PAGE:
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Jul 31, 2006 4:53 pm


This is a Dangerous Website



Cross Posted on The Trebach Report

The Washington Times ran a two thirds page advertisement, in their July 24th issue that contained, written in very small letters, on the bottom right the words “Office of National Drug Policy” because tax money paid for at least part of it. The ad gives out the website www.TheAntiDrug.com and its large type headline set off in a black box reads DRUGS, DEALERS, DANGER … JUST A CLICK AWAY. The next line says ARE YOU WATCHING YOUR TEENS ONLINE? Lastly, it ominously asks … WHO IS?

The communication is signed by the American Academy of Pediatrics, Cable in the Classroom, i-Safe, Inc., National Institute on Media and the Family, Office of National Drug Control Policy (ONDCP), Partnership for a Drug–Free America, the Parent Teachers Association (PTA), and Web Wise Kids. It begins by warning that “The Internet unsupervised can be a world of temptation. Pushers peddling pills and make it yourself drug recipes. Dealers glorifying marijuana. Bogus ‘pharmacies’ filling orders without prescriptions. ‘Friends sending out text or instant messages about which parties have pot or alcohol.” Now back in the day I did not have any text or instant messaging because the internet had not been invented yet, however I do not recall any real difficulty finding those parties.

These organizations go on to contend that “With all the advantages they bring, these technologies, such as Web sites, blogs, spam and text messages, can all expose teens to threats like dangerous drugs and put them in contact with dealers or sexual predators.” Note the way they use dealers and sexual predators in the same sentence.

The message then moves to the necessity for parents to manage their teen’s internet use. The main body of the ad provides some, in my opinion, bad parenting advice on how to be as intrusive as possible into your teenage child’s life thereby straining what in most cases is an already delicate relationship. This guidance ends with the admonition to “Above all, don’t feel uncomfortable with these tactics. You can do it. You’re supposed to do it. Because you owe it to them.” The ONDCP puts this responsibility on parents because they themselves now lack the capability to control what American teens see or hear, although I am sure they are working on it.

In his essay The Political Economy of Fear Robert Higgs describes how government uses fear to get what it wants and he is never more on point than when talking about the war on people who use certain kinds drugs. The rhetoric and tactics of this ad are straight out of the 1920s and 1930s. Variations of the headline screaming danger and the innuendo that dealers and sexual stalkers inhabit the same space have been employed many times before.

Even the cast of characters is the same. An organization of doctors busily building what Thomas Szasz has labeled the therapeutic state, reform organizations highly exaggerating or in some cases creating the problem, self-interested government bureaucrats, and the PTA were all present from the beginning until now.

While the intention to frighten with this advertisement is obvious, let us not forget fear’s necessary handmaiden ignorance, something also promoted here. In the body of advice parents are told to “Be clear and consistent about what is off limits – including which Web sites, chat rooms, games or blogs – and how to handle information promoting drugs or sex. Discuss consequences for breaking these rules.” In his book The Great Drug War Arnold Trebach has a section in which tells how his advocacy of reform in the 1980s brought the oft repeated charge that he also advocated the use of drugs. Prohibitionists have always maintained that any criticism of their destructive policies was tantamount to promoting drug use.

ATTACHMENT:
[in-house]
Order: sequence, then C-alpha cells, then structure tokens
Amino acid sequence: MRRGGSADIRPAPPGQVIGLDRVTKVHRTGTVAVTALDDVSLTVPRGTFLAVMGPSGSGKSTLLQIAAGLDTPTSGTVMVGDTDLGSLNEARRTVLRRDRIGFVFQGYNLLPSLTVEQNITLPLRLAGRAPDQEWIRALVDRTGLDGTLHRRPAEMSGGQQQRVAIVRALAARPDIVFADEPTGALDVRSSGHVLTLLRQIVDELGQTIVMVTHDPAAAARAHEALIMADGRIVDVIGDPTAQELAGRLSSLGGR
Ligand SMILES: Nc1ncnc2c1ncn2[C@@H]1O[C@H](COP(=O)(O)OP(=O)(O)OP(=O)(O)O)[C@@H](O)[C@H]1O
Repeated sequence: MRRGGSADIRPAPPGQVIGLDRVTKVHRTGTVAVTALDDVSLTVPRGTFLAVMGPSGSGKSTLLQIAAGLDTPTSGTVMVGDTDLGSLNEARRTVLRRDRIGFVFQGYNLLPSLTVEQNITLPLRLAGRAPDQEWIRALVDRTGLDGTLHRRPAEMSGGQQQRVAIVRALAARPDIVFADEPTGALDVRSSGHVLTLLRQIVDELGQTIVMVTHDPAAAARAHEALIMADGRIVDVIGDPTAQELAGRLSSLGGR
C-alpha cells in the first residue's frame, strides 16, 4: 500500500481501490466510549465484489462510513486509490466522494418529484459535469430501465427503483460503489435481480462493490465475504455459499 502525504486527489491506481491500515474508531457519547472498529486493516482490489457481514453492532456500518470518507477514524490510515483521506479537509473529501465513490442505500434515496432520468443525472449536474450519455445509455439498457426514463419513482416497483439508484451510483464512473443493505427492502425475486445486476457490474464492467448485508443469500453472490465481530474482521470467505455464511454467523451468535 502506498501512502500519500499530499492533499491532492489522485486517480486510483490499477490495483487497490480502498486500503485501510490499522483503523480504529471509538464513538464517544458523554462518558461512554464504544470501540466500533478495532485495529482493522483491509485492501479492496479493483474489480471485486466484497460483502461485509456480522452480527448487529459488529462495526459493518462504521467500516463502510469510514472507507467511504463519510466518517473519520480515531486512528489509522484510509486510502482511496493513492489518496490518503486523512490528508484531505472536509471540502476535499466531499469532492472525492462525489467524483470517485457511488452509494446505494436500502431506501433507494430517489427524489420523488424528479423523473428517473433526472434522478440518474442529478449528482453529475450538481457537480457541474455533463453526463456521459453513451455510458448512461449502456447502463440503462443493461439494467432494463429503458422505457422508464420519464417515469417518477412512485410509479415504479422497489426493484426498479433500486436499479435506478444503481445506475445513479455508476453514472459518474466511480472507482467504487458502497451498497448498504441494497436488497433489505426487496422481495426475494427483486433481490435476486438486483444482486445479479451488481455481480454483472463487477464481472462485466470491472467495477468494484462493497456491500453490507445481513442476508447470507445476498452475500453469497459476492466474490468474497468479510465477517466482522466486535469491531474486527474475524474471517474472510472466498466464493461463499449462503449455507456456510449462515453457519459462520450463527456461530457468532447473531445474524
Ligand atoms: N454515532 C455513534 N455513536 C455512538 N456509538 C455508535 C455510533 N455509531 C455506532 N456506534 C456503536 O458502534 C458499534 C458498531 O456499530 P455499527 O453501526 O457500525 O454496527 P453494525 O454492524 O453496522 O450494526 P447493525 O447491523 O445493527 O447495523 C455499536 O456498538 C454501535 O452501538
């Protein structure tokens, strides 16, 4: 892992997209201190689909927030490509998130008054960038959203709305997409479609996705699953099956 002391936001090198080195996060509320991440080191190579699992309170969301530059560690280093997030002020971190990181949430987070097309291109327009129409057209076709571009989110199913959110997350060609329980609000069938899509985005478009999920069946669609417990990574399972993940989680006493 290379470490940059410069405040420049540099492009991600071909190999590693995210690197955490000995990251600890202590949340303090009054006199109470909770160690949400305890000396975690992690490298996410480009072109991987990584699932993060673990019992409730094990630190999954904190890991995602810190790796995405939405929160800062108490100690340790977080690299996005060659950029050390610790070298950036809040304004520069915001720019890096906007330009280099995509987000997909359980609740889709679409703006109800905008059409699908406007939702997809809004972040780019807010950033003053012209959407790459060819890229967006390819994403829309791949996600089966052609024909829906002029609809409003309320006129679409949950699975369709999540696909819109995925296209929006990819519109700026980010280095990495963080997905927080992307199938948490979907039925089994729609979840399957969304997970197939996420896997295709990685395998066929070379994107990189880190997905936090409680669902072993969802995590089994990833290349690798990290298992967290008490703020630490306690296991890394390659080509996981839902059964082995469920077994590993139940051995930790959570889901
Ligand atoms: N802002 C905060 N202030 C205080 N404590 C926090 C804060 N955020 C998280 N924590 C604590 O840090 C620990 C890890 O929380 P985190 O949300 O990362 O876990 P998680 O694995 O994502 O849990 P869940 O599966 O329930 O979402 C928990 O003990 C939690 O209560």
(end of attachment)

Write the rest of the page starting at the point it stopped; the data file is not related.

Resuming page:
Clearly, the ONDCP and friends are asking parents to keep their teenagers away from forums like The Trebach Report or Liberty and Power. They want the people most affected by their policies, because young people use drugs disproportionately to their numbers, to be ignorant of the consequences and record of failure associated with those laws.

Ironically, if the ONDCP has its way, teenaged eyes would also be denied the very website, www.washtimes.com, of the publication in which its ad appeared. In addition to the paid for parental advice The Washington Times also ran on the same day an editorial titled “Legalize drugs: Why draconian penalties are wrong” that also appeared online.

This excellent piece is by Terry Michael who runs a program to teach college journalism students about politics, and writes at www.terrymichael.net. In it he covers many aspects of the drug war including one powerfully discussed in Arnold Trebach’s new book Fatal Distraction: The War on Drugs in the Age of Islamic Terror. Michael echoes the book’s theme when he lists as a problem “Waste of treasury. When our resources should be directed at lawful attempts to keep dangerous politicized religious fanatics from entering our country, we spend tens of billions futilely trying to interdict chemicals, most of which, in moderation, are demonstrably no more harmful to the body than alcohol and tobacco.” This and Michaels other arguments are surely to be seen by the ONDCP as reasons for parents to put his internet presence, as well as this one, off limits. Therefore, if parents were to take the ad’s counsel seriously those most likely to fight and die in the war on terror are to be kept uninformed about the ways in which the war on people who use certain kinds of drugs makes, for no good reason, the other war more difficult and dangerous.


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